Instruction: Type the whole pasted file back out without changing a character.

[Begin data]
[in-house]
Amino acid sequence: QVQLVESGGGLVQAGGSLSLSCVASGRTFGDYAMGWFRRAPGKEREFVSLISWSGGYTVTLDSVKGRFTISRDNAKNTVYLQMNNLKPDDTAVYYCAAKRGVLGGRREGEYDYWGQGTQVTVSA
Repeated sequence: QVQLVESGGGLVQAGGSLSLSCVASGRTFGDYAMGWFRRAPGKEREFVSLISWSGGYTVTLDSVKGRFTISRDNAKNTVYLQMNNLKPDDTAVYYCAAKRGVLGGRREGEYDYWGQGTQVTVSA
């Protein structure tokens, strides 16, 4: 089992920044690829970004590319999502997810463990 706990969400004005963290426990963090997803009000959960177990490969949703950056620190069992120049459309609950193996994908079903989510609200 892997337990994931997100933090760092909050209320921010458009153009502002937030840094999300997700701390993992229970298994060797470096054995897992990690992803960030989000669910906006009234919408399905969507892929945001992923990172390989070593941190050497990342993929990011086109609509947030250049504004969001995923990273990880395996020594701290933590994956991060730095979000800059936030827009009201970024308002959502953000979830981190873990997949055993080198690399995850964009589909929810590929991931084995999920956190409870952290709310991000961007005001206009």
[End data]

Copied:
[in-house]
Amino acid sequence: QVQLVESGGGLVQAGGSLSLSCVASGRTFGDYAMGWFRRAPGKEREFVSLISWSGGYTVTLDSVKGRFTISRDNAKNTVYLQMNNLKPDDTAVYYCAAKRGVLGGRREGEYDYWGQGTQVTVSA
Repeated sequence: QVQLVESGGGLVQAGGSLSLSCVASGRTFGDYAMGWFRRAPGKEREFVSLISWSGGYTVTLDSVKGRFTISRDNAKNTVYLQMNNLKPDDTAVYYCAAKRGVLGGRREGEYDYWGQGTQVTVSA
């Protein structure tokens, strides 16, 4: 089992920044690829970004590319999502997810463990 706990969400004005963290426990963090997803009000959960177990490969949703950056620190069992120049459309609950193996994908079903989510609200 892997337990994931997100933090760092909050209320921010458009153009502002937030840094999300997700701390993992229970298994060797470096054995897992990690992803960030989000669910906006009234919408399905969507892929945001992923990172390989070593941190050497990342993929990011086109609509947030250049504004969001995923990273990880395996020594701290933590994956991060730095979000800059936030827009009201970024308002959502953000979830981190873990997949055993080198690399995850964009589909929810590929991931084995999920956190409870952290709310991000961007005001206009």